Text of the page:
Why Burma’s Free Election Wasn’t All It Was Cracked Up To Be
April 03, 2012
For a country that has experienced almost nothing but misery, abuses, and economic mismanagement since the army first took power in 1962, the scenes from Sunday’s by-elections in the new, civilian Burmese parliament seemed nothing short of miraculous. The military’s favored party, the Union Solidarity and Development Party (USDP), took a paltry handful of seats. Opposition leader Aung San Suu Kyi, who had been under arrest just two years ago, won a parliamentary seat.
A year into the Syrian uprising against Bashar Al-Assad, the dysfunctional nature of Syrian opposition politics isn’t exactly news. But the resignation last month of Syrian dissident Kamal Labwani from the Syrian National Council (SNC)—which he accused not only of being “undemocratic” and incompetent, but intent on undermining the secular basis of the revolution—is an especially troubling indictment of the opposition’s hapless government in exile. The Obama administration should heed Labwani’s testimony, and reassess its diplomacy accordingly.
Shortly after mass protests toppled Hosni Mubarak last February, Egypt’s Muslim Brotherhood sought to assuage fears of an “Islamist takeover” by making two promises to both the international community and to Egyptian secularist parties: that it would run candidates in fewer than 50 percent of the parliamentary races, and that it would not run a presidential candidate. Yet one month before the parliamentary elections, the Brotherhood backtracked on its first promise.
The Confidence Game
March 29, 2012
Thirty years ago I wrote a tiny book in defense of nuclear deterrence. Against the nuclear freezers and the nuclear war-fighters, deterrence was not hard to defend: my argument was drearily sensible. But I was nervously aware that I was urging good sense about a strategic situation that was senseless, because it was premised upon the credibility of a threat of holocaust. I was careful to note my discomfort in my book: deterrence, I said, may be supported but not celebrated, because it is another term for an unprecedentedly lethal danger, which it elects to manage rather than to abolish.
How Khartoum is Yet Again Chasing Civilians From Their Homes
March 27, 2012
Yida Camp, South Sudan—The Yida refugee camp, just south of the disputed border between the Republic of Sudan and newly-independent South Sudan, rarely feels like the edge of a warzone. Children chase donkeys and bicycle wheels through the streets, and the men spend the day languidly sipping spicy coffee in the camp’s surprisingly busy marketplace. The warzone is in the Nuba Mountains in the region of Southern Kordofan, a fifteen kilometer trek away, through the desert and across the border with the Republic of Sudan. Still, it is difficult to be optimistic here.
Hungary’s Prime Minister Bites the Hand that Feeds Him
March 26, 2012
On March 15, Hungarian Prime Minister Viktor Orbán stood before nearly 100,000 of his fellow countrymen in Budapest and declared, “Hungarians will not live as foreigners dictate.” Drawing an explicit connection between the European Union, which Hungary enthusiastically joined in 2004, and the Soviet Union, which brutally crushed a Hungarian revolt in 1956, Orbán said, “We are more than familiar with the character of unsolicited comradely assistance, even if it comes wearing a finely tailored suit and not a uniform with shoulder patches.” This style of demagoguery is nothing new for Orbán.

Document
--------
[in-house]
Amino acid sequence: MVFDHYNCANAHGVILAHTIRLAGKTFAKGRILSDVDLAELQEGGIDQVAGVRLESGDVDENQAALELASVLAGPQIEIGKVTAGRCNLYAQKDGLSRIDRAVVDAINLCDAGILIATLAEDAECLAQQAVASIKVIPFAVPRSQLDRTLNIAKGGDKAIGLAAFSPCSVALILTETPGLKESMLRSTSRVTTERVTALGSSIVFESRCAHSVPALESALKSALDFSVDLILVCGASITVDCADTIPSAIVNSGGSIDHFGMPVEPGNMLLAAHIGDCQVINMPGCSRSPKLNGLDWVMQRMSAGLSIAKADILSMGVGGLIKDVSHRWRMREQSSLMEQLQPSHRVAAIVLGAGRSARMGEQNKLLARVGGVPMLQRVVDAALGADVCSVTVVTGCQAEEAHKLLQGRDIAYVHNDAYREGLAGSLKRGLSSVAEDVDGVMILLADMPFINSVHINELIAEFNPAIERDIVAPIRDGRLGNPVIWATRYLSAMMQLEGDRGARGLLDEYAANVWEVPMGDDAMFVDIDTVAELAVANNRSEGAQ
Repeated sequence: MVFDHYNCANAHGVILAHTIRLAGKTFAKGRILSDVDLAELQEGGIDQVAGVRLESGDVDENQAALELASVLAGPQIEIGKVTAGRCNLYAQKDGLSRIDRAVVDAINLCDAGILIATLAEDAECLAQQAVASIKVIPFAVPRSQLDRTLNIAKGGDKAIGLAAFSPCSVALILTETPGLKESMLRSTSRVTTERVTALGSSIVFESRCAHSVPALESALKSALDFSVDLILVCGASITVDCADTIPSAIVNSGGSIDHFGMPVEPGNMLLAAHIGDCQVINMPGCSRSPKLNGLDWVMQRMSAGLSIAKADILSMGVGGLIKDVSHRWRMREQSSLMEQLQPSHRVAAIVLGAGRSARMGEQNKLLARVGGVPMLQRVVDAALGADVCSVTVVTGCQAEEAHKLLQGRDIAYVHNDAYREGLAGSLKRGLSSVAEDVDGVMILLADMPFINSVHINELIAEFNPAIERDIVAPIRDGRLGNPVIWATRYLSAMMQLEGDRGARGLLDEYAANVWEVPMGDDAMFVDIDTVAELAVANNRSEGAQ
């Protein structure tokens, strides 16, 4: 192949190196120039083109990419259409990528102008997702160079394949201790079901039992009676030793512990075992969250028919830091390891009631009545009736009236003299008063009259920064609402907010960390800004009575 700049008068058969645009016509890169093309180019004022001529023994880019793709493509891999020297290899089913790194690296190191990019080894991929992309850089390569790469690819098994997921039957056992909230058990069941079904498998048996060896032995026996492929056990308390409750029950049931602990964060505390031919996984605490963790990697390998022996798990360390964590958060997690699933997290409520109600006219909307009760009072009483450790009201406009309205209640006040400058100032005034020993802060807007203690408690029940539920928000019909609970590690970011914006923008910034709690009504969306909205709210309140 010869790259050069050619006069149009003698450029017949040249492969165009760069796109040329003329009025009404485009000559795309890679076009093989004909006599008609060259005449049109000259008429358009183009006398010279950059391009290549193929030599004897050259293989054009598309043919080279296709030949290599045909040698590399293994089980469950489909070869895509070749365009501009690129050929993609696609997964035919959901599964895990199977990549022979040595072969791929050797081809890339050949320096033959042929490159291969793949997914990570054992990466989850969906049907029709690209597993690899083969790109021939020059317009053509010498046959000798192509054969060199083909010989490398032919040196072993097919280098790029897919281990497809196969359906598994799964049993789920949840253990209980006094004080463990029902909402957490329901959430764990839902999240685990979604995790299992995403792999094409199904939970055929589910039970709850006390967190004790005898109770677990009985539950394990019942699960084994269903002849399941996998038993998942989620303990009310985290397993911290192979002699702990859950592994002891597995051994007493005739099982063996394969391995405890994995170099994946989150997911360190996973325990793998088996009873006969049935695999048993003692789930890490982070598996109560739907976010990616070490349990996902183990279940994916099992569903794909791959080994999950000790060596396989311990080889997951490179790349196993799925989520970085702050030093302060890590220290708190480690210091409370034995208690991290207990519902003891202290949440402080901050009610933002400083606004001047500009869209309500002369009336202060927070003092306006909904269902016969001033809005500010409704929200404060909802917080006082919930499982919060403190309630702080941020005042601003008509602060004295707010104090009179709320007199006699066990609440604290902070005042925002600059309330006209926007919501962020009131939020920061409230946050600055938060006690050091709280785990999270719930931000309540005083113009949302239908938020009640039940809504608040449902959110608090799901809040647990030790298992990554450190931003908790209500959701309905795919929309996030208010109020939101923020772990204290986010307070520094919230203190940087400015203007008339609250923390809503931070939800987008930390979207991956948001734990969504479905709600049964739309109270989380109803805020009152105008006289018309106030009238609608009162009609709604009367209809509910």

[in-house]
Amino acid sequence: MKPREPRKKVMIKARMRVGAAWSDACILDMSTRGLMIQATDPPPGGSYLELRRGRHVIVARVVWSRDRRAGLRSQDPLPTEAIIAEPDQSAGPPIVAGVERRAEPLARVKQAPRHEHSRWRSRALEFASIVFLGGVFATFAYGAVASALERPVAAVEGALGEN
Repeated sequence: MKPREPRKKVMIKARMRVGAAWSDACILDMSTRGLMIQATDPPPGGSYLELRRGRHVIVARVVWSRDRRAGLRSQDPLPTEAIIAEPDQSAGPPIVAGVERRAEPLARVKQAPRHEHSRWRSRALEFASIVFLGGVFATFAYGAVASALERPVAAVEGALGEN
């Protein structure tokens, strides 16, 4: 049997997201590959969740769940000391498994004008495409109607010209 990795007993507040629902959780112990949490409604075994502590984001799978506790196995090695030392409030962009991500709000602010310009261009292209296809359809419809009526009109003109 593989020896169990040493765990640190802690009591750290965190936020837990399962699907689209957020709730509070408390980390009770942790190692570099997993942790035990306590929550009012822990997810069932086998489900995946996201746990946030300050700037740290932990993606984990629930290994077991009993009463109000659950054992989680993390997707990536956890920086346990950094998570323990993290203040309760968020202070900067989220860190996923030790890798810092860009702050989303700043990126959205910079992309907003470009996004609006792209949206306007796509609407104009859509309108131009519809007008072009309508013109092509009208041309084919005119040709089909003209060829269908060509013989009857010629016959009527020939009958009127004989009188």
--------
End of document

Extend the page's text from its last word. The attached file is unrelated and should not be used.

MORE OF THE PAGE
As the international community continues to debate high-minded principles of national sovereignty, Syria continues its downward spiral into unmitigated chaos. The bitter truth is that the longer this situation continues, the deeper the scars will be once the nation has been freed of Bashar Al-Assad. Increasingly, crimes against humanity are being committed by both sides, as the Free Syria Army struggles to incorporate and maintain control over its armed rebel brigades. But as harrowing as the details of the current situation are, the basic principles at stake are very clear.
Afghanistan Reconsidered: What the U.S. Should Do Now
March 22, 2012
Back in July of 2010, TNR asked nine experts to explore what the United States should do next in Afghanistan. In the twenty months since that symposium, much has changed. Tragic developments—such as the downing of a military helicopter that claimed 38 Americans and the recent massacre of 16 Afghan civilians by a U.S. Army Staff Sergeant—have stoked widespread discontent with the current course of action, and have many rethinking their commitments to the mission.
In China, a perennial T.V. favorite is the “rear palace” costume drama, depicting the conspiratorial high politics of bygone dynasties. An analogous kind of half-concealed theatre seems to be taking place today, not behind the sequestered walls of the imperial palace, but in the Chinese Communist Party’s headquarters at Zhongnanhai.
What Are Our Military Options in Syria?
March 19, 2012
As the violence worsens in Syria, there are no great options for how to respond. The various Syrian factions and sectarian groups are far too intermingled for a Libya-like operation to work. Assad and his army are still too strong for a simple and small peacekeeping mission to succeed. And if we did invade, the specter of an Iraq-style imbroglio would loom, given Syria’s size and the multitude of nefarious actors there. It’s important, though, to think through the available military options.